Three Reasons To Read Ingredient Labels
© 2013 Express10
The main reason to read ingredient labels is to understand what is actually in the product you are purchasing. This is particularly important for foods and grooming items as they will either be ingested or applied to the skin but also for items such as air fresheners and household cleaners that you and your family will likely be breathing in. Did you know that a variety of studies show that chemicals build up in babies' urine, but not all of these chemicals are expelled from their little bodies. Even if the child is expelling a portion of the chemicals, there is likely to be a buildup within their body from a very young age. The same applies to adults.
A variety of toxins are also stored in our fat which should be a concern no matter if we have direct or indirect contact with a toxin. When we lose fat, the toxins are distributed to other areas. Quick loss of fat means more toxins released in a shorter amount of time. As adults, we continue to accumulate toxins from a variety of sources burdening our immune systems particularly if we are not eating well, getting enough rest, limiting stress, and exercising. I am not trying to make you paranoid just more aware of what you are putting into or on your body or bringing into your home. There is need for some level of concern, there is no way that anyone can avoid all toxins and some do not pose a problem below certain levels.
The Second Reason To Read The List Of Ingredients
The second reason to read ingredient labels is that you will be able to reject products that don't meet your standards. Products that contain excessive amounts of sugar, preservatives, fat, and chemicals are increasingly being rejected by consumers due to their ill effects on our waistlines and overall health. But, you should also know that many sneaky manufacturers are increasingly using vague terms, catch all phrases, and other tactics to move their product and keep consumers in the dark. There are instances where the common name of an ingredient has been changed to another "less tainted" name to fly under the radar of consumers.
Some manufacturers also refuse to list every ingredient that they use, and will often use the excuse of there being a lack of space on the container. Even in the instances where this is the case, these same manufacturers refuse to provide literature or an online list of their ingredients. This behavior begs the question, what are they trying to hide from the consumer? Still, there are some manufacturers who don't list anything at all. If the information cannot be easily obtained, try looking up the product on the Environmental Working Group's website and you may find out what is in the item.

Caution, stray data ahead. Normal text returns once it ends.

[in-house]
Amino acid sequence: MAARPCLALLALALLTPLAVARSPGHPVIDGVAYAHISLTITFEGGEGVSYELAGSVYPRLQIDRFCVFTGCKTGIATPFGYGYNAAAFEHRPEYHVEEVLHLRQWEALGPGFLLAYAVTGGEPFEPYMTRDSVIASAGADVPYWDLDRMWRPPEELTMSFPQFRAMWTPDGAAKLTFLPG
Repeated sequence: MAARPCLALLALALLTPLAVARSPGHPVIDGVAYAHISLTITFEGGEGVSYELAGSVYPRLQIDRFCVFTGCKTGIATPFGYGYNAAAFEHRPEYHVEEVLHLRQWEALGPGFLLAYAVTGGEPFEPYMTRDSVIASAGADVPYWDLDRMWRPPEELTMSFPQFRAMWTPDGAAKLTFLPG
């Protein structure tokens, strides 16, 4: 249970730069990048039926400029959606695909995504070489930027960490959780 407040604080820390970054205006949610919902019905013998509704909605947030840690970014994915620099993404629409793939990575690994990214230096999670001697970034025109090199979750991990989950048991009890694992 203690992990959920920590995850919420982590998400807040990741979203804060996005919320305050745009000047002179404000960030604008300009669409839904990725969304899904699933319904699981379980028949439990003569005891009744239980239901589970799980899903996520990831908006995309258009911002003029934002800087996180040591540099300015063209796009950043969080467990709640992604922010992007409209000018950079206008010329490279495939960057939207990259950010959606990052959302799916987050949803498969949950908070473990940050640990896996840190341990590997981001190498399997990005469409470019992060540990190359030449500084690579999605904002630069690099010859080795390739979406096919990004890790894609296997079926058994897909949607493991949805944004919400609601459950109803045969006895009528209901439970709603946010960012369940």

The Third Reason To Read The List Of Ingredients
The third reason to read ingredient labels is so you may figure out how the item will fit into your diet, medication, or other regimen. Some ingredients don't combine well with others when preparing meals. Even if it is not a grooming or skincare item you may be allergic. You also need to have instructions on proper use if it is an item that could be used in a harmful manner. Products such as household cleaners can linger in your lungs and it is very important to understand how to properly use them, ventilate the room, and know exactly what ingredients are in the cleaners.
There are non-toxic household cleaners available often at a somewhat higher price or you can make your own non-toxic cleansers using ingredients such as baking soda, white vinegar, or hydrogen peroxide. In addition, there can also be changes to the product at any time that you may not otherwise learn of if you do not read the label. Some of these ingredient changes can affect your health. A good example of this are the recently changed warnings on painkillers that can be purchased over the counter. For you and your family's health and safety, it should become a habit to read the labels even if you've purchased the item before.
If you are concerned about the levels of toxins in your home, food, or products that you use, make an effort to inform yourself about the foods and products you use. Get proper nutrition, exercise, and rest in addition to weaning yourself off of using products that cause concern. While you might still get some exposure to toxins or allergens elsewhere, at least when you get home you are not adding to the problem.
© 2012 Express10
Environmental Working Group - Find Out What's In Your Item
- EWG Home | Environmental Working Group
Environmental Working Group (EWG) works to protect kids from toxic chemicals in our food, water, air and the products we use every day. We use research to help create federal policies that protect our children, our health, and our natural resources.
American Cancer Society
This page provides lists of substances and exposures that are known or suspected to cause cancer. To help put these lists into context, some related information is included on how different agencies and groups test and classify possible carcinogens.
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